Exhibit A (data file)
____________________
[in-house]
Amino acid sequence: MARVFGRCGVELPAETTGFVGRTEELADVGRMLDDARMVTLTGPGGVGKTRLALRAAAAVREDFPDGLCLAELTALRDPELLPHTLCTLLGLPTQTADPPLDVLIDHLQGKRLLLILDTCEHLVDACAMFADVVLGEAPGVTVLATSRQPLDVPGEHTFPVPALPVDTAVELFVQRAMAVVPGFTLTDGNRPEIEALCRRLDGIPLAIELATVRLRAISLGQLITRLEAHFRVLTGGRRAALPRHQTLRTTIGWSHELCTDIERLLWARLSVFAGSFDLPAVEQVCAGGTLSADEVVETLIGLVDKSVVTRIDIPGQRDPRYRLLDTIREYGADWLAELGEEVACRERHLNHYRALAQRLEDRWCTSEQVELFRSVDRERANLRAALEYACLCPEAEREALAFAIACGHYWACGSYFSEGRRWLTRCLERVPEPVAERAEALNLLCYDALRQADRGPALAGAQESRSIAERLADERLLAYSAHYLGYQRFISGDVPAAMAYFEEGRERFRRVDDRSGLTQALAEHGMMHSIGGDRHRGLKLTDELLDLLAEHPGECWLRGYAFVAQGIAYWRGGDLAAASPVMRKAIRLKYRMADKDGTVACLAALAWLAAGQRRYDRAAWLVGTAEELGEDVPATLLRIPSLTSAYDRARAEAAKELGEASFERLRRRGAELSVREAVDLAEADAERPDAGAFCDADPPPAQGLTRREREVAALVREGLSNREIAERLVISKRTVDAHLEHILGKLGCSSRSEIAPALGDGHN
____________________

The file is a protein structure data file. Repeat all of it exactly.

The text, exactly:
[in-house]
Amino acid sequence: MARVFGRCGVELPAETTGFVGRTEELADVGRMLDDARMVTLTGPGGVGKTRLALRAAAAVREDFPDGLCLAELTALRDPELLPHTLCTLLGLPTQTADPPLDVLIDHLQGKRLLLILDTCEHLVDACAMFADVVLGEAPGVTVLATSRQPLDVPGEHTFPVPALPVDTAVELFVQRAMAVVPGFTLTDGNRPEIEALCRRLDGIPLAIELATVRLRAISLGQLITRLEAHFRVLTGGRRAALPRHQTLRTTIGWSHELCTDIERLLWARLSVFAGSFDLPAVEQVCAGGTLSADEVVETLIGLVDKSVVTRIDIPGQRDPRYRLLDTIREYGADWLAELGEEVACRERHLNHYRALAQRLEDRWCTSEQVELFRSVDRERANLRAALEYACLCPEAEREALAFAIACGHYWACGSYFSEGRRWLTRCLERVPEPVAERAEALNLLCYDALRQADRGPALAGAQESRSIAERLADERLLAYSAHYLGYQRFISGDVPAAMAYFEEGRERFRRVDDRSGLTQALAEHGMMHSIGGDRHRGLKLTDELLDLLAEHPGECWLRGYAFVAQGIAYWRGGDLAAASPVMRKAIRLKYRMADKDGTVACLAALAWLAAGQRRYDRAAWLVGTAEELGEDVPATLLRIPSLTSAYDRARAEAAKELGEASFERLRRRGAELSVREAVDLAEADAERPDAGAFCDADPPPAQGLTRREREVAALVREGLSNREIAERLVISKRTVDAHLEHILGKLGCSSRSEIAPALGDGHN